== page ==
3. One to One guidance – Who is delivering (this should be a Level 6 qualified careers adviser), to whom, when, and how is this being triaged? Who manages the appointments? Ideally the careers adviser will be able to offer follow up appointments to the most vulnerable students. Some schools prioritise ensuring that every student has a one to one interview with a careers adviser.  Although the CEC’s Compass evaluation of Gatsby Benchmarks rewards quantity over quality, time pressures can mean that a non-tailored approach to careers advisor interviews can lead to low quality encounters.  If your focus is on good student outcomes, then it is much better to ensure that all students are well informed about their options and are then prioritise careers adviser appointments by need. This then allows your careers adviser the time needed to have meaningful conversations with students and to follow up with your most vulnerable students.
  4. Parent Communication – Parents have a strong influence over the decisions that young people make around careers and education. Therefore, parents need to be fully informed regarding  post-16 and post-18 options and how students can access support. National Careers Week partnered with to produce a Parents Guide to Careers   This provides parents with information to help them support their child’s decision making and gives them all the basic information about education and employment routes.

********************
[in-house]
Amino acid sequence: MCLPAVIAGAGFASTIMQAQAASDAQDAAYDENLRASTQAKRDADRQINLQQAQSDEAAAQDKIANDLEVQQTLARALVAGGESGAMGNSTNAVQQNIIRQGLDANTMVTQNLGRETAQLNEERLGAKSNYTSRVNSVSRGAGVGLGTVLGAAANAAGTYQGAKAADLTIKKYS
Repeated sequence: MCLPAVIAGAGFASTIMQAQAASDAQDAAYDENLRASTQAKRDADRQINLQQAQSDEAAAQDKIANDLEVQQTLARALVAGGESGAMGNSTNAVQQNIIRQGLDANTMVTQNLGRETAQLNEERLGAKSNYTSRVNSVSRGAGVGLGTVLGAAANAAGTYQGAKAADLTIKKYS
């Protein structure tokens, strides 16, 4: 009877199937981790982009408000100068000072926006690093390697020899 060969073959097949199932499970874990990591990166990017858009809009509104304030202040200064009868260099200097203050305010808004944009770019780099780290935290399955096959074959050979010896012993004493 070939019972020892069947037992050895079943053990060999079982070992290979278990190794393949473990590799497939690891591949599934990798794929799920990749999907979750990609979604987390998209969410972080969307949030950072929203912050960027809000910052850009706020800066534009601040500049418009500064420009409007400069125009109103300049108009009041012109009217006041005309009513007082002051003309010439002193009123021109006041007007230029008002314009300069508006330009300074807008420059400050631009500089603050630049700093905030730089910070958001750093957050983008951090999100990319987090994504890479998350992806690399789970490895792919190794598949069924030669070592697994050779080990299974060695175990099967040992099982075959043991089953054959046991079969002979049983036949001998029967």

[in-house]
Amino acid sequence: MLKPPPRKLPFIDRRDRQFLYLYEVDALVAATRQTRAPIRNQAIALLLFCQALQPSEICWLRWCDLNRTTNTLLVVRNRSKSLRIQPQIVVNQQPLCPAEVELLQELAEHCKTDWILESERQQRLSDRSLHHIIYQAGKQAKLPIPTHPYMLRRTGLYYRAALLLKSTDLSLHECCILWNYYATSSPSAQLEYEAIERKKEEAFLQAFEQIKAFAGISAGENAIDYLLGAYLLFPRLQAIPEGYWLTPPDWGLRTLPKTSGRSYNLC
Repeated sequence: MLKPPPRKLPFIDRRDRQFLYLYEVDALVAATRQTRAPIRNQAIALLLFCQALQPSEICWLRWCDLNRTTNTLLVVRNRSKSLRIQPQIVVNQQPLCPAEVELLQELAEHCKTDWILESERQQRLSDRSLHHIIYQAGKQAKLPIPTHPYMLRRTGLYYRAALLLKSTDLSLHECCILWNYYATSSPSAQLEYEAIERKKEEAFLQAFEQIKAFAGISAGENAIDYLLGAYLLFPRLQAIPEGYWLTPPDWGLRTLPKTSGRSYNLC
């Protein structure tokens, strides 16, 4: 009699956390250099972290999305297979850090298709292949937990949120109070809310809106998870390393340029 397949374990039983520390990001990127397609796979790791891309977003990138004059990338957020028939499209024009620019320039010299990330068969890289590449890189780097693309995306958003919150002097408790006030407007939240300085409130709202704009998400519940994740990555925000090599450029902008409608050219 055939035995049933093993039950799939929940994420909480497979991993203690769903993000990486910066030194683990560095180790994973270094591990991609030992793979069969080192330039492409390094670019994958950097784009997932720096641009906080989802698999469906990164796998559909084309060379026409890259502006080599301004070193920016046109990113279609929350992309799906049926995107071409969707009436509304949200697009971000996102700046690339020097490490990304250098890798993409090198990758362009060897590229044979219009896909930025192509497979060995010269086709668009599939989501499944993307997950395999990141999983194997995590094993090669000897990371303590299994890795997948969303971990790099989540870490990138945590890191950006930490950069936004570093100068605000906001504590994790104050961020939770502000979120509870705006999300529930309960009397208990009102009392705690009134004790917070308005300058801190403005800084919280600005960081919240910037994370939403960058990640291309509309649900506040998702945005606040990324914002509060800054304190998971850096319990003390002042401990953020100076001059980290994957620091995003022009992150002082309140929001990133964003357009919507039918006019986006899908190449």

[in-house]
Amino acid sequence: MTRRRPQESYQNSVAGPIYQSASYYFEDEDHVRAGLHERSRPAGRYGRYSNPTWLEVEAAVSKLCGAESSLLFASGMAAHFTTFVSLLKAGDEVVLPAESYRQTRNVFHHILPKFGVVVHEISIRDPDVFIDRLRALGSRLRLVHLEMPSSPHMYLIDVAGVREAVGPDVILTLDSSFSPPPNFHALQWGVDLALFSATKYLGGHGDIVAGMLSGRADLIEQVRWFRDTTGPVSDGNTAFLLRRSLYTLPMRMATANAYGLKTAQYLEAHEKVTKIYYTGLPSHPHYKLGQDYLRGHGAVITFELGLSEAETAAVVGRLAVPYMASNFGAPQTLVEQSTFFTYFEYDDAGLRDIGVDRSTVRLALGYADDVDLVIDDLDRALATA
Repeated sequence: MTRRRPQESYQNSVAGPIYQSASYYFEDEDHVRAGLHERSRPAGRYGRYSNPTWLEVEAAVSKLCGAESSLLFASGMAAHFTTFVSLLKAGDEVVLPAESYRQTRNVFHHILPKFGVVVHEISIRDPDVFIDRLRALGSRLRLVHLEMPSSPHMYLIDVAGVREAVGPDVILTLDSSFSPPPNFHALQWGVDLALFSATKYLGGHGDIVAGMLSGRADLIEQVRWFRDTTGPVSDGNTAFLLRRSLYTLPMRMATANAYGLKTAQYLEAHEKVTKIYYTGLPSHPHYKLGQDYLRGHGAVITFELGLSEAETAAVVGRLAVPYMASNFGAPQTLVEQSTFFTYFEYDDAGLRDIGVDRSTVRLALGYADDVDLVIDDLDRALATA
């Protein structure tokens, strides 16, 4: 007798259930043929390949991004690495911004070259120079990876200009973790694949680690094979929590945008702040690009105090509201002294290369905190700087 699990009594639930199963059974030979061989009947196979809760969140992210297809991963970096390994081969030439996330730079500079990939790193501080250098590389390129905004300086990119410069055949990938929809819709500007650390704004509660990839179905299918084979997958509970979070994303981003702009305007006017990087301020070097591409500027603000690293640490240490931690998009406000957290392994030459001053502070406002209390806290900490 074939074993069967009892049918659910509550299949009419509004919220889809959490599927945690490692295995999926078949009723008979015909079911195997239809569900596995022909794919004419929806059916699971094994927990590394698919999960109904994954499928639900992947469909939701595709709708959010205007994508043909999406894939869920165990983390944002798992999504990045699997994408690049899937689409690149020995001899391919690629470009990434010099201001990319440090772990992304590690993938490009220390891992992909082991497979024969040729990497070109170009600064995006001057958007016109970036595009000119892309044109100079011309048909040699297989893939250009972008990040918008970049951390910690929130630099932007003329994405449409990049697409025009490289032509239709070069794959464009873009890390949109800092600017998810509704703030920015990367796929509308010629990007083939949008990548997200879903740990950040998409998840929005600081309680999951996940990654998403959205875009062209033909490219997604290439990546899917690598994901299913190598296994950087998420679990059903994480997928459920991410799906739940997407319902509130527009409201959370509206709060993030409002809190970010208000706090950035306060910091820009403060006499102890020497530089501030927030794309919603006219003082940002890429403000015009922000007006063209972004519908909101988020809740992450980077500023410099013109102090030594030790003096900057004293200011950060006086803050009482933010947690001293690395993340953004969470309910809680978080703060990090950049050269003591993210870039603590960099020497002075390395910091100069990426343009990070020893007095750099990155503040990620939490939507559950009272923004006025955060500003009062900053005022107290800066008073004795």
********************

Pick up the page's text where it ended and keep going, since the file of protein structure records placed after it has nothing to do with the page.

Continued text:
5. Employer and training provider events –Mock interviews, careers fairs, employer talks, and speed networking; these can all be planned with an eye to National Awareness Weeks Employers and businesses love to do school outreach during national awareness weeks or days as they can use the publicity generated by the week/day to amplify the publicity around their activity.

National Careers Week 2022 is from March 7th to March 12th. As a careers leader I would try to organise a couple of events for the week itself, but the timing of mock exams meant that our drop down days were always arranged for July. This needn’t be a problem as most of the resources are available year round, however access to the Virtual Careers Fair will be available for a limited time only. This is a great resource for online exploration of early careers options from a wide range of organisations, so well worth timetabling. Subscribe to the new monthly magazine to keep updated, as new resources are released throughout the year.

In conclusion, I would say that a positive approach to a big job with little time allocated is to advocate for time, for yourself, for your students and for your team. Time spent planning helps to work towards meeting Gatsby Benchmarks and can build a purposeful and impactful curriculum. Make the most of freely available resources to empower your team. Use your planning to show what is achievable, and work with your SLT to see how much is doable.

Dr Farheen Khan is a Steering Committee Member at National Careers Week, is a Fellow of the Royal Society of Arts and a member of the Good Work Guild. Previously she was Head of Careers and Employability at a multi academy trust and has worked in academia, industry, the voluntary sector, and in the civil service.